Blog.Aug 28, 2018

Letting nature do the work for us

This blog was written by Professor Kartik Chandran, Member of the Stockholm Water Prize Nomination Committee.

It gives me great pleasure to celebrate this year’s Stockholm Water Prize 2018 and its co-recipients, Professors Bruce Rittmann and Mark van Loosdrecht.

Both Professors Rittmann and van Loosdrecht epitomize excellence and eminence in the core field of biological water and wastewater treatment as well as translation to real-world applications.  Coincidentally, the doctoral work of both laureates (at Stanford for Prof. Rittmann and Wageningen for Prof. van Loosdrecht) focused on aspects of biofilms and microbial adhesion.  Building on these (humble) foundations of microbial principles, over the following decades, they have together given rise to the field of environmental biotechnology and defined the directions and developments in this field through their trailblazing research.

While it would be trite to list the specific individual directions of their respective research efforts, one aspect stands out.  Both laureates have grounded their work in the fundamentals and the first principles of microbiology, biotechnology and environmental engineering.  From this, they have touched applications as disparate as biological drinking water treatment to energy-efficient wastewater treatment processes to production of biofuels and chemicals from waste streams to aerobic granular sludge.  Many of their research efforts have been commercialized and now find practical application in the field today.  One only has to look at the most significant developments in environmental engineering and biotechnology over the past few decades and the imprint of the two laureates is nearly omnipresent.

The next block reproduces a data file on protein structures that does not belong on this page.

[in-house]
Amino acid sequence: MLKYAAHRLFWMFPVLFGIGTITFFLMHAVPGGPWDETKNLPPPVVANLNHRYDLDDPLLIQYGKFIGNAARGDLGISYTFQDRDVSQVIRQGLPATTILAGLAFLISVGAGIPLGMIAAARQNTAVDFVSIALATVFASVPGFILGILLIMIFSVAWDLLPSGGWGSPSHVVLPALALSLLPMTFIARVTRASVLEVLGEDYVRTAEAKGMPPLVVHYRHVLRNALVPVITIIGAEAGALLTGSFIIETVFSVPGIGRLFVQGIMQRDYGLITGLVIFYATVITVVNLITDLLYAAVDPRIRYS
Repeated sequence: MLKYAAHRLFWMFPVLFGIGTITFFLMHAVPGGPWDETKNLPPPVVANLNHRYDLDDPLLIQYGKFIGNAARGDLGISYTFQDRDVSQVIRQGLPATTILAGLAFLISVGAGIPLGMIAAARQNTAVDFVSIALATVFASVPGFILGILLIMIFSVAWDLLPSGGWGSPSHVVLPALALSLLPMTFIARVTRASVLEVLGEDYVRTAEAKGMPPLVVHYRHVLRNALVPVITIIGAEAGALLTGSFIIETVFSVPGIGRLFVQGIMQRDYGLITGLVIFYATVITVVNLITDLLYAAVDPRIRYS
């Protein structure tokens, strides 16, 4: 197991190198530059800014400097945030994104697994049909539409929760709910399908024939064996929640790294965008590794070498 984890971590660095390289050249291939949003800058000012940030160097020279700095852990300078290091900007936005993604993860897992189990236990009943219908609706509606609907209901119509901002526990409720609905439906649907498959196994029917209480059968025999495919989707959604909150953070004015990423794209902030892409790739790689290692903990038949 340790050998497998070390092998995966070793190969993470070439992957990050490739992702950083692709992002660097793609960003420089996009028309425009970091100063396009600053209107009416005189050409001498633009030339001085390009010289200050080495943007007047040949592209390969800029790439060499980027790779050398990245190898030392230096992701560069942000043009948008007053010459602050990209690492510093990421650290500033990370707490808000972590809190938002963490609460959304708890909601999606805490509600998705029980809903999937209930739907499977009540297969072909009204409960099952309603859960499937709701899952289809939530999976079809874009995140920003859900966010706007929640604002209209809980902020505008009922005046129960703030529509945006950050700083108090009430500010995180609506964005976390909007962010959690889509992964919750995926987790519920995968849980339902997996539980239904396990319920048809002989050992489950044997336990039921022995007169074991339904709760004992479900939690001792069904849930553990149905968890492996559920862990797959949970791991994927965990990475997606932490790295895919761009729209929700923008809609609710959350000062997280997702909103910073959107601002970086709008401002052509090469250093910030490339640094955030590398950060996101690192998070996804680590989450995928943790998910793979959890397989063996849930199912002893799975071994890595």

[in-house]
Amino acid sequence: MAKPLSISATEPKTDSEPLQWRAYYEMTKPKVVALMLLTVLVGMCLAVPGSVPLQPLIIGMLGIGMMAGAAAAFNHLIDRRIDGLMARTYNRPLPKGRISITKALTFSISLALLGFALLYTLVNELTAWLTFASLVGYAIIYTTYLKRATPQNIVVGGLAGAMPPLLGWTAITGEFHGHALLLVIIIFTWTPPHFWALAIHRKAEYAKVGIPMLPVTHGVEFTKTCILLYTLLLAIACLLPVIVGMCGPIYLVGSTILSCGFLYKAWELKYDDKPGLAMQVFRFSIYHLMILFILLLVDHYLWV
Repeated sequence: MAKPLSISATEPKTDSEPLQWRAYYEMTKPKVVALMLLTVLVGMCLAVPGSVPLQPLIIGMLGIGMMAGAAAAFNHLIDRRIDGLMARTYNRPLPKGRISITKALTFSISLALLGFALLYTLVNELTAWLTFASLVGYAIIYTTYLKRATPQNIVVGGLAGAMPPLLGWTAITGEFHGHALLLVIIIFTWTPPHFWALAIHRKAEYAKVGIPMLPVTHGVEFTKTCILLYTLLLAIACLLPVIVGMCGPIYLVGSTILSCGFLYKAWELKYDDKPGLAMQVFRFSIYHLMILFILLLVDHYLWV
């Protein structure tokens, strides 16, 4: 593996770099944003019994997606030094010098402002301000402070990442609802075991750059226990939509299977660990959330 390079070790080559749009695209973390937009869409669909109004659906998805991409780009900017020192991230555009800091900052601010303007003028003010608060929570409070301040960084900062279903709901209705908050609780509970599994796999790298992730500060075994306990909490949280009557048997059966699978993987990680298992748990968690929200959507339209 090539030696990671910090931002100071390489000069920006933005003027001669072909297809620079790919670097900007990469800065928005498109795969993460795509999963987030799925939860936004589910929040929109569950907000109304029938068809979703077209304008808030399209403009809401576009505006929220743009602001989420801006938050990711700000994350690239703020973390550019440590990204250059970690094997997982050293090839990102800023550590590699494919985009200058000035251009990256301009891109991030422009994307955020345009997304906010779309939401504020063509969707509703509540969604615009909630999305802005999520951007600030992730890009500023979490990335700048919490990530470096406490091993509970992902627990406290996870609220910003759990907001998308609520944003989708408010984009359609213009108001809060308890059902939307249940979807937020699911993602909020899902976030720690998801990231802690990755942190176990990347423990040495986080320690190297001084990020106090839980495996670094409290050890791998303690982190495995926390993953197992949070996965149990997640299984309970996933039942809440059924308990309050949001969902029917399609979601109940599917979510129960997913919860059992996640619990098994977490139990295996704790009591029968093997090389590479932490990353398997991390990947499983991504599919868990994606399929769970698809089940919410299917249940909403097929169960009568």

In addition to their research efforts, both laureates have trained numerous engineers, scientists and academics who carry on and expand their legacy.  In addition, both have been extraordinarily generous with sharing their knowledge and helping young scientists and academics.

Today, the field of environmental biotechnology includes not just drinking water and wastewater but touches many related directions including energy, materials, food and human health. Today, researchers also have access to advanced tools to inspect and interrogate complex biological systems and ‘engineer’ them to achieve diverse goals.  It is a given that as time progresses, environmental biotechnology may include even more directions and applications beneficial to humankind.  However, this is the inexorable march of discovery and development in science, engineering and technology- once the doors have been opened by pioneers and progenitors.

On a more personal note, I feel especially fortunate to have interacted closely with both laureates as part of my own personal and professional journey.  I thank them for directly enriching my own work and wish them many more further contributions, accomplishments and laurels.

Kartik Chandran

Professor, Columbia University